The wait is over: This morning the NLRB announced that it will issue its final rule governing joint-employer status tomorrow, February 26, 2020. According to the NLRB itself, the “final rule restores the joint-employer standard that the Board applied for several decades prior to the 2015 decision in Browning-Ferris, but with greater precision, clarity, and detail that rulemaking allows.”
Specifically, the final rule provides:
To be a joint employer under the final rule, a business must possess and exercise substantial direct and immediate control over one or more essential terms and conditions of employment of another employer’s employees. The final rule defines key terms, including what are considered “essential terms and conditions of employment,” and what does, and what does not, constitute “direct and immediate control” as to each of these essential employment terms. The final rule also defines what constitutes “substantial” direct and immediate control and makes clear that control exercised on a sporadic, isolated, or de minimis basis is not “substantial.”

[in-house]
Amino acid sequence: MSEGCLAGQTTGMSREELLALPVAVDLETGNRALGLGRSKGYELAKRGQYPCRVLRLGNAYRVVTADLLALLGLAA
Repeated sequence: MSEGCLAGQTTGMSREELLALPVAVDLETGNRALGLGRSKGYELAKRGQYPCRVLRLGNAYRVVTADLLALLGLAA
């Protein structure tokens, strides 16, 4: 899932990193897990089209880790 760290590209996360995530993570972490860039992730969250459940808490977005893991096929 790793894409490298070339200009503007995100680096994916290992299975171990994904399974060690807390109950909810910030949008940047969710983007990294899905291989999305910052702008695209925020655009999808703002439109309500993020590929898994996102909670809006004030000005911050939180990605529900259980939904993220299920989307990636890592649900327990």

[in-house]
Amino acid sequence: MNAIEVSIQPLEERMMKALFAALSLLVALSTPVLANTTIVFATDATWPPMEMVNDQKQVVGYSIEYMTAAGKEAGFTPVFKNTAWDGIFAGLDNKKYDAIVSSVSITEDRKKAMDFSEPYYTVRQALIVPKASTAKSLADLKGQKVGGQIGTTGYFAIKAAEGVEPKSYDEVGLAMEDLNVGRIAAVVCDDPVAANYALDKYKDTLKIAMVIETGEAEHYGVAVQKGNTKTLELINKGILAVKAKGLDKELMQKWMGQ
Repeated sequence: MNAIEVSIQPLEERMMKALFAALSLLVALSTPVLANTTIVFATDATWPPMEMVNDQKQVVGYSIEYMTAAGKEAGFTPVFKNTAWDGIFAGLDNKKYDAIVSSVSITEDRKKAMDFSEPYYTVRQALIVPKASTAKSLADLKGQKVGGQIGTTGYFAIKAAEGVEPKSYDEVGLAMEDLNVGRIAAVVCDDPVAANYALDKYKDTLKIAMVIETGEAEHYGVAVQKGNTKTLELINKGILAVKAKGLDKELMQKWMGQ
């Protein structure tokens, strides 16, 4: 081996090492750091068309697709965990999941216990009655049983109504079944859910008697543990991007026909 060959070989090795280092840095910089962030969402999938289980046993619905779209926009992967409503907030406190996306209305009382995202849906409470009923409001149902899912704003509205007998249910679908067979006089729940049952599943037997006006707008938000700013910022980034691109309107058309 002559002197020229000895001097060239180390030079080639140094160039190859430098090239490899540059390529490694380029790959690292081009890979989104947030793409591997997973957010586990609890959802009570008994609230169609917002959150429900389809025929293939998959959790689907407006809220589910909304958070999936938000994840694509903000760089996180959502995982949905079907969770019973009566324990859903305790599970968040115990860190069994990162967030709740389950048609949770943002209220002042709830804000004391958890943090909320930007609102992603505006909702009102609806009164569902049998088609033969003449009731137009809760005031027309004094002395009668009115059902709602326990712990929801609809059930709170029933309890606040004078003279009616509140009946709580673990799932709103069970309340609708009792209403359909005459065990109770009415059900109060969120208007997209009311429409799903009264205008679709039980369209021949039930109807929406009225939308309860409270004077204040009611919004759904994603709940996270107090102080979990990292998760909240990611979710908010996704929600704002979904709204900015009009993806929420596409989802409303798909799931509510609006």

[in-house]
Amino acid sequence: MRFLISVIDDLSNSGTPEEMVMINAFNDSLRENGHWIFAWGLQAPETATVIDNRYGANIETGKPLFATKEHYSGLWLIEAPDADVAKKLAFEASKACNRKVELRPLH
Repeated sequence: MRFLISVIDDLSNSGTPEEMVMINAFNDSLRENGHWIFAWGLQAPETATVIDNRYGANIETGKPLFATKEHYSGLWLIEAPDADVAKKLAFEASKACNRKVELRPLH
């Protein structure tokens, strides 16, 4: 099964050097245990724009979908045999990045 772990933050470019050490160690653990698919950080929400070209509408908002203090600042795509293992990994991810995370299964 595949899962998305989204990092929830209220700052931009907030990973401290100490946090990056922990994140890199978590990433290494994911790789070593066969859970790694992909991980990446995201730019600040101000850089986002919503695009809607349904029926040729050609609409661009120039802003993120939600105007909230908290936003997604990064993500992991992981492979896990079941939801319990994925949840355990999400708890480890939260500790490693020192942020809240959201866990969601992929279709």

NLRB Chairman John R. Ring said in a press release, “With the completion of today’s rule, employers will now have certainty in structuring their business relationships [and] employees will have a better understanding of their employment circumstances[.]”
The final rule will be effective on April 27, 2020. This final rule should, for now, end the controversy of who is an employer and drastically decrease concerns about joint employment of a franchisee’s employees by a franchisor. That said, vicarious liability remains a viable theory–especially where third-party harm is alleged–so franchisors must remain vigilant at maintaining the traditional separateness between franchisor and franchisee.
We will be examining the final rule in detail soon, so watch here for updates and details.